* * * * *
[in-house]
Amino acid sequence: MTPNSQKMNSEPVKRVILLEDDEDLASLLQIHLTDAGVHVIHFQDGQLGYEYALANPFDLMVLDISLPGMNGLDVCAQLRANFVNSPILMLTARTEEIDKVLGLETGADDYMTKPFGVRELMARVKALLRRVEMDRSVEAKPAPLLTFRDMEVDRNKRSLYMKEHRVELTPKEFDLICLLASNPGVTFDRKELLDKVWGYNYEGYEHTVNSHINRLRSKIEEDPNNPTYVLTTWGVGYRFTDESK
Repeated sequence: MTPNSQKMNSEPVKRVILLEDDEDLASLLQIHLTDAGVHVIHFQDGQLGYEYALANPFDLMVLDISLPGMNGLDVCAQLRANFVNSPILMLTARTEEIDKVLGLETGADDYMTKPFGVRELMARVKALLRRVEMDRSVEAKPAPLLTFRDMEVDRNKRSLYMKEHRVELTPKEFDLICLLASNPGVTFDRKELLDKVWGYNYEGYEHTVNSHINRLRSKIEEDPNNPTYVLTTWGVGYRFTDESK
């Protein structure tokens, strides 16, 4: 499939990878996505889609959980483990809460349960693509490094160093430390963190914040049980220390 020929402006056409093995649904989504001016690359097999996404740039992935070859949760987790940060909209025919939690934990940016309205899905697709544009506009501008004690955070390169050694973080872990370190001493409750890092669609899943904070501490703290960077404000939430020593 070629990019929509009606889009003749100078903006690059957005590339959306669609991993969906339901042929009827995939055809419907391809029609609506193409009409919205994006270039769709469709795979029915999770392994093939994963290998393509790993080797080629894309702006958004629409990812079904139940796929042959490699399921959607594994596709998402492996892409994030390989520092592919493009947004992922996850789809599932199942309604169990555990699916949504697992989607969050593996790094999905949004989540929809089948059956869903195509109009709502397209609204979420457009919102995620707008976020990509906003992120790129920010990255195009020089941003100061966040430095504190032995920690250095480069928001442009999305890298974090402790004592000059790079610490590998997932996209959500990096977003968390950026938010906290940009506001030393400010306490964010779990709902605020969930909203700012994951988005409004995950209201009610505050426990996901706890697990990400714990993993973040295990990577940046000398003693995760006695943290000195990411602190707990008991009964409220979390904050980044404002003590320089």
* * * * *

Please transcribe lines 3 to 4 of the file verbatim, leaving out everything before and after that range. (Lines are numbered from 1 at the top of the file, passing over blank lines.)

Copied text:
Repeated sequence: MTPNSQKMNSEPVKRVILLEDDEDLASLLQIHLTDAGVHVIHFQDGQLGYEYALANPFDLMVLDISLPGMNGLDVCAQLRANFVNSPILMLTARTEEIDKVLGLETGADDYMTKPFGVRELMARVKALLRRVEMDRSVEAKPAPLLTFRDMEVDRNKRSLYMKEHRVELTPKEFDLICLLASNPGVTFDRKELLDKVWGYNYEGYEHTVNSHINRLRSKIEEDPNNPTYVLTTWGVGYRFTDESK
């Protein structure tokens, strides 16, 4: 499939990878996505889609959980483990809460349960693509490094160093430390963190914040049980220390 020929402006056409093995649904989504001016690359097999996404740039992935070859949760987790940060909209025919939690934990940016309205899905697709544009506009501008004690955070390169050694973080872990370190001493409750890092669609899943904070501490703290960077404000939430020593 070629990019929509009606889009003749100078903006690059957005590339959306669609991993969906339901042929009827995939055809419907391809029609609506193409009409919205994006270039769709469709795979029915999770392994093939994963290998393509790993080797080629894309702006958004629409990812079904139940796929042959490699399921959607594994596709998402492996892409994030390989520092592919493009947004992922996850789809599932199942309604169990555990699916949504697992989607969050593996790094999905949004989540929809089948059956869903195509109009709502397209609204979420457009919102995620707008976020990509906003992120790129920010990255195009020089941003100061966040430095504190032995920690250095480069928001442009999305890298974090402790004592000059790079610490590998997932996209959500990096977003968390950026938010906290940009506001030393400010306490964010779990709902605020969930909203700012994951988005409004995950209201009610505050426990996901706890697990990400714990993993973040295990990577940046000398003693995760006695943290000195990411602190707990008991009964409220979390904050980044404002003590320089």